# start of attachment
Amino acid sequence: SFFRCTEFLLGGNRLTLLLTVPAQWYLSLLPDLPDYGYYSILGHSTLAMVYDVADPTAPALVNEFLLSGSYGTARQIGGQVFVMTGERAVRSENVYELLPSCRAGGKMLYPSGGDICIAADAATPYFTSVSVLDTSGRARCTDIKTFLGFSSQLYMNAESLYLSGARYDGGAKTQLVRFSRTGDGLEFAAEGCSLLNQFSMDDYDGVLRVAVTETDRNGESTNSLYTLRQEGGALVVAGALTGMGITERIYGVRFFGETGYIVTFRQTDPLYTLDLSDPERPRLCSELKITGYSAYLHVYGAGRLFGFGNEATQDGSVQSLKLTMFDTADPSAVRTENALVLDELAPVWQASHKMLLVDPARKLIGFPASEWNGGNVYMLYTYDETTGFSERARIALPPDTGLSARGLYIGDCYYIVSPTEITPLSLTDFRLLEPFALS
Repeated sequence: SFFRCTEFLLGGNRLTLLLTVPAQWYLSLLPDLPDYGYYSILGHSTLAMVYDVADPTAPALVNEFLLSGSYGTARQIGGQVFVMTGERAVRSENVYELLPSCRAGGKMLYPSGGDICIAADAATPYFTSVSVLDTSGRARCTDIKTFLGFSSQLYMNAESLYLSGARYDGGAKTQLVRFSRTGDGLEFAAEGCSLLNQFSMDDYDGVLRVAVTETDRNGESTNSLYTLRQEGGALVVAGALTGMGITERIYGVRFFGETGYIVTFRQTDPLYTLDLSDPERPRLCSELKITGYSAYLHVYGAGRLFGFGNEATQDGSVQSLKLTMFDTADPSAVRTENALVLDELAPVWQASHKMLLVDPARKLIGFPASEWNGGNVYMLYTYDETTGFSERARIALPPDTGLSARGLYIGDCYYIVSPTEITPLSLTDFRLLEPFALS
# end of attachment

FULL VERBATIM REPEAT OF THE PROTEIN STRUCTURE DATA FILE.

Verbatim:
Amino acid sequence: SFFRCTEFLLGGNRLTLLLTVPAQWYLSLLPDLPDYGYYSILGHSTLAMVYDVADPTAPALVNEFLLSGSYGTARQIGGQVFVMTGERAVRSENVYELLPSCRAGGKMLYPSGGDICIAADAATPYFTSVSVLDTSGRARCTDIKTFLGFSSQLYMNAESLYLSGARYDGGAKTQLVRFSRTGDGLEFAAEGCSLLNQFSMDDYDGVLRVAVTETDRNGESTNSLYTLRQEGGALVVAGALTGMGITERIYGVRFFGETGYIVTFRQTDPLYTLDLSDPERPRLCSELKITGYSAYLHVYGAGRLFGFGNEATQDGSVQSLKLTMFDTADPSAVRTENALVLDELAPVWQASHKMLLVDPARKLIGFPASEWNGGNVYMLYTYDETTGFSERARIALPPDTGLSARGLYIGDCYYIVSPTEITPLSLTDFRLLEPFALS
Repeated sequence: SFFRCTEFLLGGNRLTLLLTVPAQWYLSLLPDLPDYGYYSILGHSTLAMVYDVADPTAPALVNEFLLSGSYGTARQIGGQVFVMTGERAVRSENVYELLPSCRAGGKMLYPSGGDICIAADAATPYFTSVSVLDTSGRARCTDIKTFLGFSSQLYMNAESLYLSGARYDGGAKTQLVRFSRTGDGLEFAAEGCSLLNQFSMDDYDGVLRVAVTETDRNGESTNSLYTLRQEGGALVVAGALTGMGITERIYGVRFFGETGYIVTFRQTDPLYTLDLSDPERPRLCSELKITGYSAYLHVYGAGRLFGFGNEATQDGSVQSLKLTMFDTADPSAVRTENALVLDELAPVWQASHKMLLVDPARKLIGFPASEWNGGNVYMLYTYDETTGFSERARIALPPDTGLSARGLYIGDCYYIVSPTEITPLSLTDFRLLEPFALS